THE HAGUE–The Delta variant of COVID-19 has been the dominant variant in St. Maarten in the past two weeks with 71.4 per cent of the positive tests being attributed to this variant, the Dutch Institute of Public Health and the Environment RIVM stated in its latest report.
According to the RIVM report covering July 15-21, surveillance of COVID-19 showed a low circulation (28.6 per cent) of the Alpha variant and a sharp increase in the more contagious Delta variant.
In week 27, 63 persons per 100,000 inhabitants had a positive COVID-19 test result, which is an increase compared to the previous week when it was 42 per 100,000. The incidence in French St. Martin remained relatively high with 144 of 100,000 persons testing positive in week 27. The RIVM reported that a new cluster was detected in St. Martin at a non-specified working place.
No active COVID-19 cases have been registered in Saba since May 2021, while in St. Eustatius no active cases have been reported since January this year, excluding the COVID-19 infections that were found on a vessel from Suriname.
The RIVM called the sharp increase in persons infected with COVID-19 in Curaçao, 310 persons per 100,000 inhabitants, “alarming” compared to the previous week when the incidence was 105 per 100,000 persons. The increase in Curaçao was attributed to multiple clusters, including a nightclub, the naval base, a student house and several beach clubs.
“In the past two weeks, almost 50 per cent of the persons who tested positive were in the age group 19-24. This is a shift compared to earlier outbreaks: more young persons are now getting infected. The majority of them are not (fully) vaccinated,” it was stated in the update. Curaçao has also imported more COVID-19 cases, mostly brought in by travellers from the Netherlands.
The number of COVID-19 cases is also on the rise in Bonaire where in the past week 108 persons per 100,000 inhabitants tested positive, which is double compared to the week before (56/100,000 on July 12). Just like in Curaçao, there is an increase in the number of imported cases from the Netherlands.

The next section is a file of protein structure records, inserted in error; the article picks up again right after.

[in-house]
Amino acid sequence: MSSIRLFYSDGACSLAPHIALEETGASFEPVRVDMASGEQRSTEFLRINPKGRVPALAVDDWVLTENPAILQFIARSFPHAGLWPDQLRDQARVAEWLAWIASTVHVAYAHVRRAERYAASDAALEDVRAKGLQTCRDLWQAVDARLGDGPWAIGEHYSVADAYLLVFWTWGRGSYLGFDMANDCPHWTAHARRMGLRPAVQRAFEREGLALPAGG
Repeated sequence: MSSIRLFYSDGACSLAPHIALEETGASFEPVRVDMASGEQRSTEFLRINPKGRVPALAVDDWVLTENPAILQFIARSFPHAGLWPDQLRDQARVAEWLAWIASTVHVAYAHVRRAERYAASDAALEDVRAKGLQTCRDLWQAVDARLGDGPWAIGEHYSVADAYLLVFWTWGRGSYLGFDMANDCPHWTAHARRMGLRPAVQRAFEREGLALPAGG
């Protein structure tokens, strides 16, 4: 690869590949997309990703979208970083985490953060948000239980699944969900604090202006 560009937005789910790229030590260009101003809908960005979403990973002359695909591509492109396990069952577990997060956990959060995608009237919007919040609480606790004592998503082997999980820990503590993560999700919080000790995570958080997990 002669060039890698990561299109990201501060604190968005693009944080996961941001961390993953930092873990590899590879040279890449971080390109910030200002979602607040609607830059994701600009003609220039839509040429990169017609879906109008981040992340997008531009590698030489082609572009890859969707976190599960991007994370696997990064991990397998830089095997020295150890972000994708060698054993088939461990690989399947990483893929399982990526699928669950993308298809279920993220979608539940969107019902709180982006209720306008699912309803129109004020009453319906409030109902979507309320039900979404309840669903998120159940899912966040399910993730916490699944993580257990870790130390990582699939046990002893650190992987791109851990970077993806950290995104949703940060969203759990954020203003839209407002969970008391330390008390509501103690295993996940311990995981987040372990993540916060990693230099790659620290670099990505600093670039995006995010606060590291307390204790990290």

New COVID-19 clusters were found in Bonaire, at schools and at the workplace. Until week 26, the Alpha variant was 100 per cent dominant, but this is changing rapidly because in week 28, 88.2 per cent of the new cases were COVID-19 infections with the Delta variant.
In Aruba, 58 persons per 100,000 inhabitants were infected with the COVID-19 between July 15 and 21, which is more than the 33 per 100,000 in the week before. Surveillance showed that 40 per cent of the cases involved the Delta variant. One person died from COVID-19 in Aruba.
The incidence figures provided by the RIVM, the number of infected persons per 100,000 inhabitants, for the Dutch Caribbean include undocumented persons. It concerns an estimated 20,000 persons in St. Maarten, 13,000 in Aruba, 8,000 in Curaçao and 1,400 in Bonaire.
The vaccination figures of the islands, provided by the RIVM, show that Saba still has the highest vaccination grade: 75 per cent of residents above the age of 12 is fully vaccinated. In Bonaire, about 60 per cent of the population above the age of 12 is fully vaccinated. Aruba and Curaçao both have a vaccination grade of about 50 per cent of fully inoculated residents.
St. Maarten and St. Eustatius still have the lowest vaccination grade within the Dutch Kingdom. In St. Maarten, about 35 per cent of the residents is fully vaccinated, while in St. Eustatius this figure is about 45 per cent. Despite the increased number of COVID-19 infections in the Dutch Caribbean in the past week(s), the number of hospitalisations remained low.
Bron: Daily Herald